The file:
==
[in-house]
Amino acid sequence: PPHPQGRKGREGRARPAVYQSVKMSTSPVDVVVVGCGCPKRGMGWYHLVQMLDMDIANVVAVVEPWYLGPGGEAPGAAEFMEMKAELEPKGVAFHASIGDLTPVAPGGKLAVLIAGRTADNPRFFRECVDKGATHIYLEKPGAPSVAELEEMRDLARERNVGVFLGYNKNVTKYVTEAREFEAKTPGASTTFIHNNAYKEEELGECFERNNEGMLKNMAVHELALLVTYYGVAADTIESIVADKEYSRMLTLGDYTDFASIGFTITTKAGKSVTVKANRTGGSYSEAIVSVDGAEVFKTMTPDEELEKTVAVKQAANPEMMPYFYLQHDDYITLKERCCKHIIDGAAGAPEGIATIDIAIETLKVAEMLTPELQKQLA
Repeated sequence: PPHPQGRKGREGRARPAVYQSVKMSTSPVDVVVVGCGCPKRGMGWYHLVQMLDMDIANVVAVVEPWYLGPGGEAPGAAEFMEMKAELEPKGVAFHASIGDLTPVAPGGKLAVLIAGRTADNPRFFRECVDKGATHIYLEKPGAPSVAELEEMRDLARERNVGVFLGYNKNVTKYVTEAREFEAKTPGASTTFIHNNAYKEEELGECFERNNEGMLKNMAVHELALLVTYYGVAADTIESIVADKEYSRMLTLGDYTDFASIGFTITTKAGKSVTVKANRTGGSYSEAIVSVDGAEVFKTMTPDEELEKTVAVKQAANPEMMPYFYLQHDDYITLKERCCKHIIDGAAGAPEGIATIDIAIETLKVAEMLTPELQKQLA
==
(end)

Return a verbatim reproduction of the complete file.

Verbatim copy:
[in-house]
Amino acid sequence: PPHPQGRKGREGRARPAVYQSVKMSTSPVDVVVVGCGCPKRGMGWYHLVQMLDMDIANVVAVVEPWYLGPGGEAPGAAEFMEMKAELEPKGVAFHASIGDLTPVAPGGKLAVLIAGRTADNPRFFRECVDKGATHIYLEKPGAPSVAELEEMRDLARERNVGVFLGYNKNVTKYVTEAREFEAKTPGASTTFIHNNAYKEEELGECFERNNEGMLKNMAVHELALLVTYYGVAADTIESIVADKEYSRMLTLGDYTDFASIGFTITTKAGKSVTVKANRTGGSYSEAIVSVDGAEVFKTMTPDEELEKTVAVKQAANPEMMPYFYLQHDDYITLKERCCKHIIDGAAGAPEGIATIDIAIETLKVAEMLTPELQKQLA
Repeated sequence: PPHPQGRKGREGRARPAVYQSVKMSTSPVDVVVVGCGCPKRGMGWYHLVQMLDMDIANVVAVVEPWYLGPGGEAPGAAEFMEMKAELEPKGVAFHASIGDLTPVAPGGKLAVLIAGRTADNPRFFRECVDKGATHIYLEKPGAPSVAELEEMRDLARERNVGVFLGYNKNVTKYVTEAREFEAKTPGASTTFIHNNAYKEEELGECFERNNEGMLKNMAVHELALLVTYYGVAADTIESIVADKEYSRMLTLGDYTDFASIGFTITTKAGKSVTVKANRTGGSYSEAIVSVDGAEVFKTMTPDEELEKTVAVKQAANPEMMPYFYLQHDDYITLKERCCKHIIDGAAGAPEGIATIDIAIETLKVAEMLTPELQKQLA